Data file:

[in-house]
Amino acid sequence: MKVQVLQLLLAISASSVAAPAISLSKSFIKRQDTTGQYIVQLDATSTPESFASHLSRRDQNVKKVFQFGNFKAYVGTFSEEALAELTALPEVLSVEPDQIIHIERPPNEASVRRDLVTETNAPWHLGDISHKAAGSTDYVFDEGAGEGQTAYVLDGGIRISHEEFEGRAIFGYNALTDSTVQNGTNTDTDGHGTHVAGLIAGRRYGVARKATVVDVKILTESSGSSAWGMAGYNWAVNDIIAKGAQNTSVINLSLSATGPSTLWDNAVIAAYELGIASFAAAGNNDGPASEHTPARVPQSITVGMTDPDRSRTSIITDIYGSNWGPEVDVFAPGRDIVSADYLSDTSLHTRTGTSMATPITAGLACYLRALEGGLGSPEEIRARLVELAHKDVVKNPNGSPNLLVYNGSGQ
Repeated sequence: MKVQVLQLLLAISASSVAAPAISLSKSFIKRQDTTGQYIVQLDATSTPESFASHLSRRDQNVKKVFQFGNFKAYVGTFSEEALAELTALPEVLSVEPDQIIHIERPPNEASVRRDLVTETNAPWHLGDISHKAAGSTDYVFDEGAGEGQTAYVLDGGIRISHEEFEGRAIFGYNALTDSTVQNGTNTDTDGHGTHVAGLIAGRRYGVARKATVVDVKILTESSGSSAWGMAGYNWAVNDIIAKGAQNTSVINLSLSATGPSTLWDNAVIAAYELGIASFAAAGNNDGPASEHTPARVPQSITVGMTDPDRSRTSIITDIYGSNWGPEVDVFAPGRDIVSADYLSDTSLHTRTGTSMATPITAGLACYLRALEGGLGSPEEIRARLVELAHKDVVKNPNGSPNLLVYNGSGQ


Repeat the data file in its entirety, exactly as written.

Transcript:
[in-house]
Amino acid sequence: MKVQVLQLLLAISASSVAAPAISLSKSFIKRQDTTGQYIVQLDATSTPESFASHLSRRDQNVKKVFQFGNFKAYVGTFSEEALAELTALPEVLSVEPDQIIHIERPPNEASVRRDLVTETNAPWHLGDISHKAAGSTDYVFDEGAGEGQTAYVLDGGIRISHEEFEGRAIFGYNALTDSTVQNGTNTDTDGHGTHVAGLIAGRRYGVARKATVVDVKILTESSGSSAWGMAGYNWAVNDIIAKGAQNTSVINLSLSATGPSTLWDNAVIAAYELGIASFAAAGNNDGPASEHTPARVPQSITVGMTDPDRSRTSIITDIYGSNWGPEVDVFAPGRDIVSADYLSDTSLHTRTGTSMATPITAGLACYLRALEGGLGSPEEIRARLVELAHKDVVKNPNGSPNLLVYNGSGQ
Repeated sequence: MKVQVLQLLLAISASSVAAPAISLSKSFIKRQDTTGQYIVQLDATSTPESFASHLSRRDQNVKKVFQFGNFKAYVGTFSEEALAELTALPEVLSVEPDQIIHIERPPNEASVRRDLVTETNAPWHLGDISHKAAGSTDYVFDEGAGEGQTAYVLDGGIRISHEEFEGRAIFGYNALTDSTVQNGTNTDTDGHGTHVAGLIAGRRYGVARKATVVDVKILTESSGSSAWGMAGYNWAVNDIIAKGAQNTSVINLSLSATGPSTLWDNAVIAAYELGIASFAAAGNNDGPASEHTPARVPQSITVGMTDPDRSRTSIITDIYGSNWGPEVDVFAPGRDIVSADYLSDTSLHTRTGTSMATPITAGLACYLRALEGGLGSPEEIRARLVELAHKDVVKNPNGSPNLLVYNGSGQ